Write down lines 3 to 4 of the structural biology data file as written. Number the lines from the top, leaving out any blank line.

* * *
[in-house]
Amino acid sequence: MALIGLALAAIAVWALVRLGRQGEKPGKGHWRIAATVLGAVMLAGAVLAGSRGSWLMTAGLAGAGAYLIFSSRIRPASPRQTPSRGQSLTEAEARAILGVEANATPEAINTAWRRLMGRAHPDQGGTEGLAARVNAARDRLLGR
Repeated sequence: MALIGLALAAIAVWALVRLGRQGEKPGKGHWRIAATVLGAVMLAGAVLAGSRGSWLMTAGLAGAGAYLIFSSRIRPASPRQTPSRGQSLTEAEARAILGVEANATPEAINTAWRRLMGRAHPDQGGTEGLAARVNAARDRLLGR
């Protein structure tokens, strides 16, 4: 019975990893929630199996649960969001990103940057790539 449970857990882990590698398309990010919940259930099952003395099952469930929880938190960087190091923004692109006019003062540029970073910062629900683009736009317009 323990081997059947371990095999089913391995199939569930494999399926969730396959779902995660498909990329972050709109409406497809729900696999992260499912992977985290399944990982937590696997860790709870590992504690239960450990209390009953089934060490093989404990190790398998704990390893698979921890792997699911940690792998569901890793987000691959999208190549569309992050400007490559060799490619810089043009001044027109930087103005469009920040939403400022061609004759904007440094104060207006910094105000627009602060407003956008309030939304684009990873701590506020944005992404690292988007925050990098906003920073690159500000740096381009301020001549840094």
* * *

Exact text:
Repeated sequence: MALIGLALAAIAVWALVRLGRQGEKPGKGHWRIAATVLGAVMLAGAVLAGSRGSWLMTAGLAGAGAYLIFSSRIRPASPRQTPSRGQSLTEAEARAILGVEANATPEAINTAWRRLMGRAHPDQGGTEGLAARVNAARDRLLGR
């Protein structure tokens, strides 16, 4: 019975990893929630199996649960969001990103940057790539 449970857990882990590698398309990010919940259930099952003395099952469930929880938190960087190091923004692109006019003062540029970073910062629900683009736009317009 323990081997059947371990095999089913391995199939569930494999399926969730396959779902995660498909990329972050709109409406497809729900696999992260499912992977985290399944990982937590696997860790709870590992504690239960450990209390009953089934060490093989404990190790398998704990390893698979921890792997699911940690792998569901890793987000691959999208190549569309992050400007490559060799490619810089043009001044027109930087103005469009920040939403400022061609004759904007440094104060207006910094105000627009602060407003956008309030939304684009990873701590506020944005992404690292988007925050990098906003920073690159500000740096381009301020001549840094």